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James Cameron Points Out Uncanny Similarities Between Titan Sub and Titanic, Criticizes Design

James Cameron, a seasoned explorer and the renowned filmmaker behind the ‘Titanic’ movie, recently sat down for an exclusive interview with ABC News, expressing his deep concern regarding the loss of the Titan submarine. Cameron also drew interesting parallels between the two incidents of the RMS Titanic and the Titan submersible. In addition to this, he also gave an interview to the New York Times in which he heavily criticized the design of the sub and says he always had concerns about this vessel.

What are the similarities James Cameron pointed out between the RMS Titanic and the Titan sub?

An engineer with extensive experience in underwater exploration among other things, James Cameron pointed out many striking similarities between the sinking of the RMS Titanic and the loss of the Titan submersible. Although these events happened 111 years apart, both vessels were considered to be state-of-the-art at the time of their construction and both were operated by experienced crews. He also mentioned that both the Titanic and the Titan sub were experimental vessels that were not fully certified for their intended use. This lack of certification contributed to the tragedies of both vessels, as it meant that they were not properly equipped to deal with the hazards they encountered. Ultimately, both vessels were also victims of destruction, as their captains ignored warnings about the dangers of their respective voyages.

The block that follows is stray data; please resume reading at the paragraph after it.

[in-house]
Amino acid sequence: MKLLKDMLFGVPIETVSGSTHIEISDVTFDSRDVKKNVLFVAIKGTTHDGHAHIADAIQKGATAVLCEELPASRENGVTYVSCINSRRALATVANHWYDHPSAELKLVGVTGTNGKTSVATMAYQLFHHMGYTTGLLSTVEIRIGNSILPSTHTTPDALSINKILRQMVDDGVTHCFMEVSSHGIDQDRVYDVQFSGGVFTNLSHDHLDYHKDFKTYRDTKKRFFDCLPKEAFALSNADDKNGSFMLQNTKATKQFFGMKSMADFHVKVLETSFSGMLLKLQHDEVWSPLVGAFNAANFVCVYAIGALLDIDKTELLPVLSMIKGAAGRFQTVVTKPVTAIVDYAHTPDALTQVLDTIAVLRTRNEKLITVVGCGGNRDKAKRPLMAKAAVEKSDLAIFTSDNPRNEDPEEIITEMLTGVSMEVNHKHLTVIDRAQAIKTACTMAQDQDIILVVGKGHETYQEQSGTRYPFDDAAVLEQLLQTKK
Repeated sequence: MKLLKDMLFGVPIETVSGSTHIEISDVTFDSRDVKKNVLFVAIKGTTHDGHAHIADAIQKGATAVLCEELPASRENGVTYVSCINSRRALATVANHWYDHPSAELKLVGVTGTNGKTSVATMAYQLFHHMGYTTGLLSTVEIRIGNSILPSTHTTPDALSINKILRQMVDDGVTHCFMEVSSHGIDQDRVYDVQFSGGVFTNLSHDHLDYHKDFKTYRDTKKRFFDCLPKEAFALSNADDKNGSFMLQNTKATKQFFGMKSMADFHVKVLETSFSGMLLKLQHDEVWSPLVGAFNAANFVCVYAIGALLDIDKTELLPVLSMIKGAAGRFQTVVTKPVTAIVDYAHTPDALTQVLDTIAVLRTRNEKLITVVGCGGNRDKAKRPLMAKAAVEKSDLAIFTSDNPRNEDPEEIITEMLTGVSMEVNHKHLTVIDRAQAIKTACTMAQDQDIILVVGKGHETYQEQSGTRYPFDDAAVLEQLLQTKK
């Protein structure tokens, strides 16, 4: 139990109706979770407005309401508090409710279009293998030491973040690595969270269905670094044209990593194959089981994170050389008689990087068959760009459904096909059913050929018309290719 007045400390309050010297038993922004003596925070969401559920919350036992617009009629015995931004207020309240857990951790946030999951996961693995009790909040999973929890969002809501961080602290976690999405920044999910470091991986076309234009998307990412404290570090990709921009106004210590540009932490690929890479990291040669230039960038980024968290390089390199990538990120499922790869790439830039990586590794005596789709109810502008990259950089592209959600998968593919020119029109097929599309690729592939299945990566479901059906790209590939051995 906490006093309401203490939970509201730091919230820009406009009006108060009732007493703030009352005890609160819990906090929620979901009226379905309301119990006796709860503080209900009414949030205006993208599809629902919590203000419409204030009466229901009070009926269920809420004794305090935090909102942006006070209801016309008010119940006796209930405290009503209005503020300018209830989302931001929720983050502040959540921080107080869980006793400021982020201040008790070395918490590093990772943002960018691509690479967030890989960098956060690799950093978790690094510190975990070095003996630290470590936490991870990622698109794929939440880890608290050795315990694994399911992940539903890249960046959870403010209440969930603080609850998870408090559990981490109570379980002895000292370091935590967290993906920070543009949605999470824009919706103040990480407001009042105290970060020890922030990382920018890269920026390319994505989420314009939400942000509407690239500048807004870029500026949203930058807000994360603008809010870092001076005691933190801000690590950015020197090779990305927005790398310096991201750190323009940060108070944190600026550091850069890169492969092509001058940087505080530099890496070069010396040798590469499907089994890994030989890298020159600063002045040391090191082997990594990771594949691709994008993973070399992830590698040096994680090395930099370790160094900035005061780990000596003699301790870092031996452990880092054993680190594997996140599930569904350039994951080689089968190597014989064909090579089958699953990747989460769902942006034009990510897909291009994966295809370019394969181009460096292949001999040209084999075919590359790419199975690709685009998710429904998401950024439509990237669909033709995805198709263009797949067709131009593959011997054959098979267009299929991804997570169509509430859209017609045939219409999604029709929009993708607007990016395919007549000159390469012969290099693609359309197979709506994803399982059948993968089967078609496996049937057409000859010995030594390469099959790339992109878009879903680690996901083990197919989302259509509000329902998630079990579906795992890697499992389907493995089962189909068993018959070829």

In the case of the Titanic, the captain ignored warnings about icebergs in the North Atlantic. This led to the ship striking an iceberg and sinking, with the loss of over 1,500 lives. Similarly, at the time of the Titan sub, the captain ignored warnings about the risks of diving in the vicinity of the Titanic wreckage. This led to the submersible suffering a hull breach and sinking, with the loss of all five crew members.

What were Cameron’s concerns about the Titan sub and its design?

James Cameron expressed many of his concerns about the safety of the Titan submarine, especially commenting on its hull made of carbon fiber, which is not a strong material for deep-sea submersibles. He also said that the submarine did not have a redundant hull, which means that if the main hull failed, there would be no backup. Additionally, Cameron said that the submarine’s sensor system was not adequate to detect hull problems. He mentions that he “knew submersible was destroyed” four days before the debris was found.

Cameron also brought up that many people in the deep-submergence engineering community had reservations about the submarine, and that some had even written letters to the company cautioning against its experimental nature. He believes that deep submergence diving has evolved into a mature art, and that there have been no fatalities in such dives since the early 1960s until the Titan imploded. Being the designer and builder of many submarines capable of reaching the deepest parts of the ocean, Cameron mentioned that he understood the engineering challenges involved in such vehicles and his insights into the design of Titan are being seen as very valuable. As a filmmaker and a prominent figure in the diving community as well, Cameron’s insights shed light on the importance of safety in such endeavors.